Shiver Me Timber: “Pirate Architects” Steal Design, Set to Finish Construction on Their Version Before the Original is Completed.
In a short film at the start of Monty Python’s “The Meaning of Life” a gaggle of downtrodden elderly (English) accountants rebel against their new, younger (American) bosses. They commandeer the company building, ripping it from its foundations, literally turning it into a pirate ship, and sail away into the sunset, towards the ends of the earth.
But what, if anything, do the pirates of the “Crimson Permanent Assurance” have to do with intellectual property law?
Like Python’s bandits, “Pirate Architects” in China are renowned for their prowess in the business of “building theft.”
Last month, British star-architect (or “starchitect”) Zaha Hadid looked set to file suit against a Chinese developer whom she claims stole one of her architecture designs. Hadid designed the Wangjing SOHO complex—a futuristic set of curved buildings, sculpted in stone and etched with wave-like aluminum bands—which is now under construction in Beijing. A nearly identical set of buildings is also currently under construction in Chongquing, a megacity of 32 million in southwest China. Chongquing Meiquan is the developer behind this project, known at the “Meiquan 22nd Century” building.
Hadid sent Chongquing Meiquan a “cease and desist” letter in May 2012. The letter was ignored and the Chinese developer launched an advertising campaign claiming that his firm “never meant to copy, only … to surpass.”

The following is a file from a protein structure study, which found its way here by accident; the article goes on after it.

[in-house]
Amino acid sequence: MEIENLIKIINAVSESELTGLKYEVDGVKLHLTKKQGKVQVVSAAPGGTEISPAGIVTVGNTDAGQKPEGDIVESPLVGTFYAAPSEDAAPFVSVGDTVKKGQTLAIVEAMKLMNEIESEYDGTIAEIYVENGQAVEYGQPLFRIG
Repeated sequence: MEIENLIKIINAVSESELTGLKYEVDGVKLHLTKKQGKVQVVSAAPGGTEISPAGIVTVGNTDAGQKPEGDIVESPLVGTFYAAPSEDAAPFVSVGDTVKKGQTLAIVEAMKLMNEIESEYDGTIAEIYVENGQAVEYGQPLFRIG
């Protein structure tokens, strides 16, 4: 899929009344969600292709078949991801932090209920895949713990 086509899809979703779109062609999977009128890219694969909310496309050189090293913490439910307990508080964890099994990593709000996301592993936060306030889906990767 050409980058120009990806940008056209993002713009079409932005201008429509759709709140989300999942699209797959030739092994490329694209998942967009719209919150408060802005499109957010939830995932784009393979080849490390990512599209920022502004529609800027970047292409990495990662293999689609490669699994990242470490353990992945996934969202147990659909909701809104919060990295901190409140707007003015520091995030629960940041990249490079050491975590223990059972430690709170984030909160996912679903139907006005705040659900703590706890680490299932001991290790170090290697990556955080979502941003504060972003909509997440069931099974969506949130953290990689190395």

The SOHO and Meiquan projects are now locked in a race for completion, and the Chongquing project looks like it is pulling ahead: Meiquan is set to complete construction this year, while Hadid’s project won’t be finished until 2014.
This is not the first time that Chinese firms have replicated internationally-renowned pieces of architecture. There is a 108 meter high Eiffel Tower replica in Tianducheng, near Shanghai, a slowly-emerging version of the Manhattan skyline in Tianjin, northern China, and an exact duplication of the entire Austrian village of Hallstadtt—a protected UNESCO World Heritage site—in Huizhou city, southern China.
China does have intellectual property laws that protect works of architecture, and most lawyers believe that Hadid could win if the suit went to trial. They caution however, that the remedies would likely be limited to compensation or other similar types of damages, since courts would be hesitant to order a defendant to knock-down a newly completed, multi-million dollar complex.
United State copyright law also protects architectural works, and provides them with the same protection as any other original work. 17 U.S.C. § 102(a)(8). The Act also places two express limits on these rights—in addition to general copyright exceptions, such as Fair Use. The first is that once constructed, architects cannot prevent the owners of the physical building from altering or destroying the building. 17 U.S.C. § 120(b). The second provides that architects cannot prevent others from making, distributing, or publicly displaying pictorial representations of the building, so long as the building is ordinarily visible from a public place. 17 U.S.C. 120(a). Thus, like in China, U.S. architects also have recourse against unauthorized construction projects replicating their buildings.
Hadid was initially excited by the prospect of her work popping up in other places, but has since stepped back: “It is fine to take from the same well,” she says, “but not from the same bucket.”
While imitation may be the sincerest form of flattery, trends indicate the culture of “duplitecture”—as it has come to be known—is on the rise and is showing no signs of stopping: it will be a long battle yet with the brigands known at “pirate architects.”